|US9203175 *||Jan 24, 2014||Dec 1, 2015||Pmt Corporation||Inline connector assembly|
|US9302092||Dec 22, 2010||Apr 5, 2016||Cardiac Pacemakers, Inc.||Multi-function lead implant tool|
|US9403022||Jan 29, 2010||Aug 2, 2016||Medtronic, Inc.||Header assembly for implantable medical device|
|US20030199948 *||Apr 19, 2002||Oct 23, 2003||Kokones Scott B.||Multiport neurological screening cable|
|US20040005802 *||Jun 24, 2003||Jan 8, 2004||Marc Lamirey||Multi-contact connector for electrode for example for medical use|
|US20040093051 *||Oct 24, 2003||May 13, 2004||Chinn Kenny K.||Method of making a pin with multiple in-line contacts|
|US20050177199 *||Feb 9, 2004||Aug 11, 2005||Cardiac Pacemakers, Inc.||PSA cable and connector for quadripolar lead terminal|
|US20060047322 *||Aug 19, 2005||Mar 2, 2006||Jacques Naviaux||Electrical conductive path for a medical electronics device|
|US20060148326 *||Jan 4, 2005||Jul 6, 2006||Putz David A||Multiple-use, stimulation-accommodating connector|
|US20060161215 *||Jan 13, 2006||Jul 20, 2006||Jacques Naviaux||Weld plate contact for implanted medical devices|
|US20060258193 *||May 12, 2005||Nov 16, 2006||Cardiac Pacemakers, Inc.||Lead terminal multi-tool|
|US20080009192 *||Mar 22, 2007||Jan 10, 2008||Medtronic, Inc.||Medical electrical lead connection systems and methods|
|US20080077050 *||Sep 8, 2006||Mar 27, 2008||Radi Medical Systems Ab||Electrical connector for medical device|
|US20080248696 *||Jun 17, 2008||Oct 9, 2008||Medtronic, Inc.||Medical electrical lead connection systems and methods|
|US20090247018 *||Jun 10, 2009||Oct 1, 2009||Medtronic, Inc.||Medical electrical lead connection systems and methods|
|US20090264943 *||Apr 14, 2009||Oct 22, 2009||Boston Scientific Neuromodulation Corporation||High-resolution connector for a neurostimulation lead|
|US20090321344 *||Jun 17, 2009||Dec 31, 2009||Kolon Industries, Inc.||Header for filtering membrane module and filtering membrane module using the same|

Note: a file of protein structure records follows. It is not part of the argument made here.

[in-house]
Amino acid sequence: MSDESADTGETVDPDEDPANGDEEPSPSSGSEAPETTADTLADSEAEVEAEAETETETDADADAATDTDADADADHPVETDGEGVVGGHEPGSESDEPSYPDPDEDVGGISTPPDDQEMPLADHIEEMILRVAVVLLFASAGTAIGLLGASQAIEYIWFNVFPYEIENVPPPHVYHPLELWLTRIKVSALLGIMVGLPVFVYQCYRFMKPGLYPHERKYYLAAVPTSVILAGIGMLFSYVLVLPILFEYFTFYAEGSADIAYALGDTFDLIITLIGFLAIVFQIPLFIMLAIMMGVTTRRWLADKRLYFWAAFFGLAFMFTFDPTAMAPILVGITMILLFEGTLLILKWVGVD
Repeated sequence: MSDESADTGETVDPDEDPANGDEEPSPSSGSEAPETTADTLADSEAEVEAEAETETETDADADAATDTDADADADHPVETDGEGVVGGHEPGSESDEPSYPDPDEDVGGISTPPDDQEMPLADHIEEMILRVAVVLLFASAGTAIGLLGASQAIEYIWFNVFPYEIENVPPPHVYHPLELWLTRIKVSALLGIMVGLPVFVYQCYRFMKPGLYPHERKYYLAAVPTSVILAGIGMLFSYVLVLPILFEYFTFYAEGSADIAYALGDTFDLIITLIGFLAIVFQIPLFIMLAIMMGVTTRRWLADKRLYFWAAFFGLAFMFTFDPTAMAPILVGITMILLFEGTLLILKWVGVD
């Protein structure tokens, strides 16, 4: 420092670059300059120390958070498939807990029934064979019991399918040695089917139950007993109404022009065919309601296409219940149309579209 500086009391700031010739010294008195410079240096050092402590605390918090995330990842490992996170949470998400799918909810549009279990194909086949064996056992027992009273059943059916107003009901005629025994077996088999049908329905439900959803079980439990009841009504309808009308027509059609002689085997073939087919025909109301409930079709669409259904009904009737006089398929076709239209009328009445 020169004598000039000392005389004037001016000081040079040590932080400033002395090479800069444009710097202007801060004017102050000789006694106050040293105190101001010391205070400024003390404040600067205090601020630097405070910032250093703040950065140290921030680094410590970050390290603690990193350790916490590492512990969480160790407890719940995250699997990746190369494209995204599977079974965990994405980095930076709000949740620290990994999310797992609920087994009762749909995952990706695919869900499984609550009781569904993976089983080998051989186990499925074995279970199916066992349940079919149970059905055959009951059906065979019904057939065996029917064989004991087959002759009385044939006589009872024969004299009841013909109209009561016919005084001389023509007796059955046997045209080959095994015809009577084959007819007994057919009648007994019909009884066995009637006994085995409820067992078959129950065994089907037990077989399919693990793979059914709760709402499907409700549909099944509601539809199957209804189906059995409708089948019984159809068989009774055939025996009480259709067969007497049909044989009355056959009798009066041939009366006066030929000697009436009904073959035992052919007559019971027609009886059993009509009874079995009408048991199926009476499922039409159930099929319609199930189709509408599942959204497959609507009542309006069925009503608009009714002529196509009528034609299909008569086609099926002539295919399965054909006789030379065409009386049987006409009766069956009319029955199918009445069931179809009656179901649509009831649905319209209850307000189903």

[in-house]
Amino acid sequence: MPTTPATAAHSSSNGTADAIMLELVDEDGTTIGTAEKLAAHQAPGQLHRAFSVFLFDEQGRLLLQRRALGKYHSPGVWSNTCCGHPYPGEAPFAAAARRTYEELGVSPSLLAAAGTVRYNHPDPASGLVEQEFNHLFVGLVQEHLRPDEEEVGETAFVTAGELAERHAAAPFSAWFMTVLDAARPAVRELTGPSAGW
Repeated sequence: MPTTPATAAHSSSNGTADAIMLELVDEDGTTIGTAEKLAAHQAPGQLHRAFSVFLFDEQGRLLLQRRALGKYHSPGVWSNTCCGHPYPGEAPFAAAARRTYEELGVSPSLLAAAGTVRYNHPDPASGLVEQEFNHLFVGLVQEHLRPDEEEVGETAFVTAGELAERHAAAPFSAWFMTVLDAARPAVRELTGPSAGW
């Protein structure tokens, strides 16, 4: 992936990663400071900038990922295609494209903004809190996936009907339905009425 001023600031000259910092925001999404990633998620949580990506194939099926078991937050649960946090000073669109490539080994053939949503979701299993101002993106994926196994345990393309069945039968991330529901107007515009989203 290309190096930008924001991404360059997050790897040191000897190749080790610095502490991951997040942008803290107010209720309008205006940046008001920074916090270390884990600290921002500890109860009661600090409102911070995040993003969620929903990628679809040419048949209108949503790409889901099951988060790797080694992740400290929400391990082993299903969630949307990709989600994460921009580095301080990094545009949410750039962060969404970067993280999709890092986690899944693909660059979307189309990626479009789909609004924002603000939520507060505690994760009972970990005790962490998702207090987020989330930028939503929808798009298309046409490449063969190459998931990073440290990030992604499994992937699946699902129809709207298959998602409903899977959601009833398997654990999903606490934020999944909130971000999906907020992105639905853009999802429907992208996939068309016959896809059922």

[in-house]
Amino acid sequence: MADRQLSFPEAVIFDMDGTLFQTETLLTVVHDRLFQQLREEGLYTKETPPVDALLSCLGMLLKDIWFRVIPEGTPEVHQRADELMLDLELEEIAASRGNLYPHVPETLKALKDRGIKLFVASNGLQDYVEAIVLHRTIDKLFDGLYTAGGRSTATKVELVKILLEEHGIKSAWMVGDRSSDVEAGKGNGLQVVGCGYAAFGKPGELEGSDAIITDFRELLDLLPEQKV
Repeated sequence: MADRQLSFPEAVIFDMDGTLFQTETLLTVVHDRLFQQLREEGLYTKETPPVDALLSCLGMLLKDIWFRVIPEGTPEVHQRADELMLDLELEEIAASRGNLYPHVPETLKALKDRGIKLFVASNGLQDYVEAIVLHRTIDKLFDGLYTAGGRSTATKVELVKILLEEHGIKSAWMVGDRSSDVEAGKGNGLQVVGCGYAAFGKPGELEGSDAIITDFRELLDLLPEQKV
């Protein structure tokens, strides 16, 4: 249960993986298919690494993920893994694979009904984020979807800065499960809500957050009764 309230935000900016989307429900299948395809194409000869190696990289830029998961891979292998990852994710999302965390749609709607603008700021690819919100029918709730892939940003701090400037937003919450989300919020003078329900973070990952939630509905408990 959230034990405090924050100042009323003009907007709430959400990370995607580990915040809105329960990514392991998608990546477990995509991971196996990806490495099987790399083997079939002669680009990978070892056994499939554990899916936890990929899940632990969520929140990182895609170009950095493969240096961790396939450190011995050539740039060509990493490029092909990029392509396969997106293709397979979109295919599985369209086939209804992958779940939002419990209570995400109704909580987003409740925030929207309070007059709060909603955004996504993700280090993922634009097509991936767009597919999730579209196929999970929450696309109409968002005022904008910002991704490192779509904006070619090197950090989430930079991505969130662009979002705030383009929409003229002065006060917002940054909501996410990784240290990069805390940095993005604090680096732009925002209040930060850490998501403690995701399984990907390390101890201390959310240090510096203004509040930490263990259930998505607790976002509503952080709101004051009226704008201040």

|US20100240253 *||Sep 22, 2008||Sep 23, 2010||Medltronic Inc.||Connector Assemblies for Implantable Medical Electrical Systems|
|US20100273355 *||Apr 22, 2009||Oct 28, 2010||Tyco Electronics Corporation||Image guide wire connection|
|US20100304592 *||Sep 24, 2008||Dec 2, 2010||Kast John E||Connector Assemblies and Contacts for Implantable Medical Electrical Systems|
|US20110160824 *||Dec 22, 2010||Jun 30, 2011||Ware Eric A||Multi-function lead implant tool|
|US20170014635 *||Jul 12, 2016||Jan 19, 2017||Boston Scientific Neuromodulation Corporation||Systems and methods for making and using connector contact arrays for electrical stimulation systems|
|EP1897582A1 *||Sep 8, 2006||Mar 12, 2008||Radi Medical Systems Ab||Male connector for a guide wire mounted sensor|
|EP2151190A1 *||Aug 5, 2008||Feb 10, 2010||Tsung-I Tseng||Trace measuring connector|
|WO2003061469A1 *||Jan 16, 2003||Jul 31, 2003||Ad-Tech Medical Instrument Corporation||Improved electrical connector for multi-contact medical electrodes|
|WO2010123539A1 *||Apr 7, 2010||Oct 28, 2010||Tyco Electronics Corporation||Electrical connector with a quick release mechanism for a guide wire routing signals from a sensor located inside a human body|
|WO2011082160A3 *||Dec 28, 2010||Mar 15, 2012||Cardiac Pacemakers, Inc.||Multi-function lead implant tool|
|U.S. Classification||439/729, 439/909, 439/835, 439/819, 600/378|
|International Classification||H01R24/58, A61B5/042, A61B5/0478|
|Cooperative Classification||Y10S439/909, A61B2562/0209, H01R24/58, H01R2107/00, A61B5/0478, A61B5/0422, A61B2562/043, A61B2562/227|
|European Classification||H01R24/58, A61B5/042D|
|Sep 3, 1998||AS||Assignment|
Owner name: PMT CORP., MINNESOTA
Free format text: ASSIGNMENT OF ASSIGNORS INTEREST;ASSIGNORS:FISCHER, REID M.;IVERSON, ALFRED A.;REEL/FRAME:009437/0190
Effective date: 19980831
|Jun 21, 2004||FPAY||Fee payment|
Year of fee payment: 4
|Jun 18, 2008||FPAY||Fee payment|
Year of fee payment: 8
|Jul 30, 2012||REMI||Maintenance fee reminder mailed|
|Dec 19, 2012||LAPS||Lapse for failure to pay maintenance fees|
|Feb 5, 2013||FP||Expired due to failure to pay maintenance fee|
Effective date: 20121219